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A life worth celebrating

LIHUE — Not a dry eye in the house.

That’s how James “Kimo” Rosen described the crowd that packed the celebration of life service for Dr. Scott Sims on Sunday, known far and wide as Kauai’s barefoot Aloha Vet.

“You would had thought the Pope or some famous movie, rock star or president was being put to rest,” Rosen wrote about the experience, attended by several hundred people. “The energy was electrifying. Like a great revival the spirit and positive energies were everywhere.”

Sims, a Kilauea veterinarian made famous by starring in his own reality television show but revered on Kauai long before that, was 59 when he died July 25 at Wilcox Memorial Hospital.

“I can’t really put into words how I felt because of all the emotion,” Su Haynes, a close friend of Sims since the veterinarian moved to the island around 2002, told The Garden Island. “There is just so much emotion.”

Samantha Wise organized the celebration of life at the Princeveille Airport along with Hawaii live stream. Chicken in a Barrel catered the event that ran for about four hours and live music was provided by solo artist Alan Thomas.

A helicopter shower dropped flowers on the runway in remembrance.

“It was a real cross section of all his folks,” Haynes said of all the people whom Sims touched during his life.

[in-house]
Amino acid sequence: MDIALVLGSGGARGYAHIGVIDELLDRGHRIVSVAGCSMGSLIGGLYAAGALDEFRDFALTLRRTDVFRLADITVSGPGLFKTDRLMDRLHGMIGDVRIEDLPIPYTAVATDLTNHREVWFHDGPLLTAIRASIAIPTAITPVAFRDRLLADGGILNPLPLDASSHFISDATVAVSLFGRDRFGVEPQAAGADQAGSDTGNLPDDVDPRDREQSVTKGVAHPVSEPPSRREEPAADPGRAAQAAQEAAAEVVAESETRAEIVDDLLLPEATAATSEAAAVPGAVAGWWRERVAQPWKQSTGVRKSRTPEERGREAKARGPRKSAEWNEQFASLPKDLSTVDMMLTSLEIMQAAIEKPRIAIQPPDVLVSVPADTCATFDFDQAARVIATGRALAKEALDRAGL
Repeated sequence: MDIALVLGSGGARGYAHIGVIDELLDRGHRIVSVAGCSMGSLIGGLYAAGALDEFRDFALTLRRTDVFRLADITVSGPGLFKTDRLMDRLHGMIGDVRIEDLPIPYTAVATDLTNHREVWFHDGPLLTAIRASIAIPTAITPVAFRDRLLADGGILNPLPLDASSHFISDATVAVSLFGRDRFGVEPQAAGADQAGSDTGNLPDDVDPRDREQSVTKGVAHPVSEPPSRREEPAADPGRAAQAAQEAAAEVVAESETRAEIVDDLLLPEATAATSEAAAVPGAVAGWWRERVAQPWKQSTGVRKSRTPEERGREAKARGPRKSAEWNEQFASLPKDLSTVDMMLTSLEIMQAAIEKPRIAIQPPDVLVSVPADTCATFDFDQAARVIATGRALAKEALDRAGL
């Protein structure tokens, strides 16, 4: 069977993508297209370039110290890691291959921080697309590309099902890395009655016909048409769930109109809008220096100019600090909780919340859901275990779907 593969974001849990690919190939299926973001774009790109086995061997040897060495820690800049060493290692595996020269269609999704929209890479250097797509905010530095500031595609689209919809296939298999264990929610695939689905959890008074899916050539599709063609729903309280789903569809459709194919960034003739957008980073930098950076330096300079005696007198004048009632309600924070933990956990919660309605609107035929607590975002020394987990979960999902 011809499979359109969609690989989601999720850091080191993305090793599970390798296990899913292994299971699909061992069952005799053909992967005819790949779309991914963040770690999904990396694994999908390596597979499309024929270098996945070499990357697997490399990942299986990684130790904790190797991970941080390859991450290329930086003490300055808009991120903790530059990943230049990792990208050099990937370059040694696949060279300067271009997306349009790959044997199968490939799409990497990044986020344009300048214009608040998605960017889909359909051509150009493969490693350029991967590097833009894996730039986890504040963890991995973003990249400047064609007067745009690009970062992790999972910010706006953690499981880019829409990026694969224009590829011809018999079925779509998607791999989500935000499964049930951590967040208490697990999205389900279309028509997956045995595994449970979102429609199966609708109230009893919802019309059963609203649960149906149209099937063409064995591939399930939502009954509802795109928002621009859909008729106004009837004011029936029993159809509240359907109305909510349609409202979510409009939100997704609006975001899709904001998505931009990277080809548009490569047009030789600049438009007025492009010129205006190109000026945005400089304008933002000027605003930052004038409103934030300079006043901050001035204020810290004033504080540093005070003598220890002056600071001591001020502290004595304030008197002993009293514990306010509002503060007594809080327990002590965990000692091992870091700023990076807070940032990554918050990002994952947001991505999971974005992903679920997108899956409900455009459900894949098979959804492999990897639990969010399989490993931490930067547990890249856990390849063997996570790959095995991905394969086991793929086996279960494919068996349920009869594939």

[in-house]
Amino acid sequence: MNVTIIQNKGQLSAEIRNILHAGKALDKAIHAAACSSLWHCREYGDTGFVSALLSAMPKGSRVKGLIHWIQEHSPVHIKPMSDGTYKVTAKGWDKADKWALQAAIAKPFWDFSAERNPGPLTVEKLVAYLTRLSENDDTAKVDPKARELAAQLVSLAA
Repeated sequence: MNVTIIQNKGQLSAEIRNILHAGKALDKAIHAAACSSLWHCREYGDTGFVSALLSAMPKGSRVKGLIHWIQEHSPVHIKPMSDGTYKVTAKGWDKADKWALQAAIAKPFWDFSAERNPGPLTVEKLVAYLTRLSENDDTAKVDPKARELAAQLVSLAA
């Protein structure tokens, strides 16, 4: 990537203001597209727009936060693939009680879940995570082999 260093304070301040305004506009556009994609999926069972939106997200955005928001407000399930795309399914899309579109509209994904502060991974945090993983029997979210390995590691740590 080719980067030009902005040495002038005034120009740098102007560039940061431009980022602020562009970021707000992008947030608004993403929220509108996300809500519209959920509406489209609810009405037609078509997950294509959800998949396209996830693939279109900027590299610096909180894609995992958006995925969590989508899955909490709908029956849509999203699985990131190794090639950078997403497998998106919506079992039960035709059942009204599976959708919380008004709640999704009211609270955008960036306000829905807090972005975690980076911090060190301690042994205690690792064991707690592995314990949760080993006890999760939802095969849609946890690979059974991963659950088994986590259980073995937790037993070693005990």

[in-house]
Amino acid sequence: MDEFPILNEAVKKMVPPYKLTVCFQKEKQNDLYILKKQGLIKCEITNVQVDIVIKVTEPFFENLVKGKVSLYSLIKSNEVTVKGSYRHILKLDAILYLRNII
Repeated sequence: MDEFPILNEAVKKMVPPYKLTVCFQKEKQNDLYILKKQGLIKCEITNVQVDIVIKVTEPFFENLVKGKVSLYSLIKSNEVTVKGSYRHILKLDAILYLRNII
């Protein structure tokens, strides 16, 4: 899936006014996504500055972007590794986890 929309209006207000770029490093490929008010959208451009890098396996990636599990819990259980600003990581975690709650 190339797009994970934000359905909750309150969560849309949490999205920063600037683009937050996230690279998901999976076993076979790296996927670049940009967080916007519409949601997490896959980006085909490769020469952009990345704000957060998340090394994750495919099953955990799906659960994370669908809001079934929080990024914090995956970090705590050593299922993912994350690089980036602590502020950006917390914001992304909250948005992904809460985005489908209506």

While attendance crept close to 1,000 people, it was also live streamed for people to watch — a tribute to how far the barefoot vet’s influence reached.

Rosen captured the event on his blog, and the outpouring of support that signed into the memorial was marked there as well.

“We were out of town. I am so grateful it is archived. So anxious to see it. I was truly there in spirit,” Patty Brown Allen wrote.

“What a beautiful tribute, watched it from Tucson, AZ,” Lourdes Leyva-O’Heir wrote.

“Wasn’t a dry eye in California either,” Shirley French added.

Sims earned his own reality television show last year, “The Aloha Vet,” where he became more widely known as the nation’s unconventional, barefoot animal doctor whose adventures with cattle, goats, horses and hens garnered a million viewers on Nat Geo Wild.

Five days before the show was picked up for a second season, doctors told Sims he had bladder cancer.

“You may have noticed that those who enjoy life the most are the same ones that live their life full,” a 17-year-old Sims wrote in a high school paper that was shared at the celebration. “They fill their life because they like living and they like living because they fill their life.”

Part of the celebration focused on keeping Sims’ dream of a pay-as-you can animal clinic on Kauai alive Those interested in helping the cause can contact the Pegasus Foundation at

“We all knew it, but it really hit home,” Haynes said of continuing Sims’ mission. “This was his big wish.”

Kauai Mayor Bernard Carvalho Jr. declared Aug. 23 Scott Sims day in honor and memory of Sims.

For those who missed the event it is archived at

While it rained outside during the event, Rosen said guests saw them as symbolic drops.

“Everyone at the memorial felt sorrow at the loss of the beloved iconic mensch Dr. Scott, and the heavens, too, wept tears with a heavy downpour during the presentation,” he wrote.


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